But there were also more elaborate facilities such as the two-room bath illustrated in Walsh’s 1862 manual, The Horse, in stable and field
‘The use of the Turkish bath for racers’, The Field had written a little earlier, ‘is spreading far and wide, the local prejudices of trainers succumbing to the manifest instances of its efficacy.'
But not all trainers, and not for all purposes as Journeyman laconically notes in his appraisal of the racehorse Ben Jonson in George Moore's
Esther Waters. Stack had asked whether a Derby winner with seven stone on his back might beat him.
Yes, but nothing short of that. Even then old Ben would make a race of it. A nailing good horse once. A little brown horse about fifteen two, as compact as a leg of Welsh mutton.... But there's no use in thinking of him. They've been trying for years to train him. Didn't they used to get the flesh off him in a Turkish bath? That was Fulton's notion. He used to say that it didn't matter 'ow you got the flesh off so long as you got it off. Every pound of flesh off the lungs is so much wind, he used to say. But the Turkish bath trained horses came to the post limp as old rags. If a 'orse 'asn't the legs you can't train him. Every pound of flesh yer take off must put a pound 'o 'ealth on. They'll do no good with old Ben, unless they've found out a way of growing on him a pair of new forelegs. The old ones won't do for my money.
The consensus seems to have followed W J Miles who, after quoting and critiquing Rous at length in
Modern practical farriery, concluded that,
the hot-air bath will be found in practice rather a remedial application for abnormal states of the horse’s condition, or a direct agent for the removal of disease, than a systematic adjunct to ordinary training processes.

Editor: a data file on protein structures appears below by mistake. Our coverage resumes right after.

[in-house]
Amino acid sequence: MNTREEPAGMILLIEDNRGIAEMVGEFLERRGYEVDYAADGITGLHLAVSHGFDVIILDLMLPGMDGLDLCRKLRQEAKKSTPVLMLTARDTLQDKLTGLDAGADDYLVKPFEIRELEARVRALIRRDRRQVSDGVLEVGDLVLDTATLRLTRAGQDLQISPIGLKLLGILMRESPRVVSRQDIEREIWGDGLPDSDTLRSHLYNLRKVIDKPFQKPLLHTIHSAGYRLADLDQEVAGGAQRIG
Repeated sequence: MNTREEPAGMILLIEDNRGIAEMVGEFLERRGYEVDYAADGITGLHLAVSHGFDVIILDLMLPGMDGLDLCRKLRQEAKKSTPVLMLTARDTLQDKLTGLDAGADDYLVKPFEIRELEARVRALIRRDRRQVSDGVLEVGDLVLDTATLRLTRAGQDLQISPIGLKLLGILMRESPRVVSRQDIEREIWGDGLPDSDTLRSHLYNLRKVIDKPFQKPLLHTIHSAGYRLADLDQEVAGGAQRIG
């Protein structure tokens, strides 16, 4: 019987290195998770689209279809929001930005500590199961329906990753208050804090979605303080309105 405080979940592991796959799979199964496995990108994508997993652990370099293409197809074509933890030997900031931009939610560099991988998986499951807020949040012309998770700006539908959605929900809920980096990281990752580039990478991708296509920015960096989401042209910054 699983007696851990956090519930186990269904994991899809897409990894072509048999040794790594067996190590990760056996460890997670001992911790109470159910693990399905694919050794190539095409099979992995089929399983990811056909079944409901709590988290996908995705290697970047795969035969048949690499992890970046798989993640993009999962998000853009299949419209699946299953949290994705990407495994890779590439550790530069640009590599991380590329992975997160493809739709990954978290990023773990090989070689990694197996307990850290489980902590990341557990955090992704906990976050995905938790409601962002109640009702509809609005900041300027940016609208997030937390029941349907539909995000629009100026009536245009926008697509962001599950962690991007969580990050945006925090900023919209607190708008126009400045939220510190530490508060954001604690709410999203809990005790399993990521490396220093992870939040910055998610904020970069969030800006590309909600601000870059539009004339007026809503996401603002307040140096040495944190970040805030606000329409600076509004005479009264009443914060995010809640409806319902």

If Turkish baths appeared in mainland racing stables before farms, their later agricultural use was not without some success.
The Scottish Farmer reported in 1862 that Lord Kinnaird, a reformer who helped ease the conditions of the working class, was using a Turkish bath for cattle at a much higher temperature than was usual in Ireland, arguing that, in cases of pneumonia, the temperature needed to be ‘very great—up to 200° to 212°—boiling point, in fact’ otherwise no curative effect was apparent. At this heat, he claimed to stop acute disease at once, and more speedily relieve it, if chronic.
The surgeon, Sir John Fife, in what may have been early praise for natural farming methods, wrote that he saw the pig benefiting most from the bath:
It is not only its maladies, more injurious to man than those of all other animals combined, to which an end is put at once; but the sweetening of its flesh, the facilitating of the formation of that flesh, the restoration of its dimensions, and the whole at a greatly reduced expenditure of food.
Innovation is easily chronicled; it is more difficult to discover how long the Turkish bath survived in the countryside. But its use with working horses in the urban environment lasted well into the twentieth century.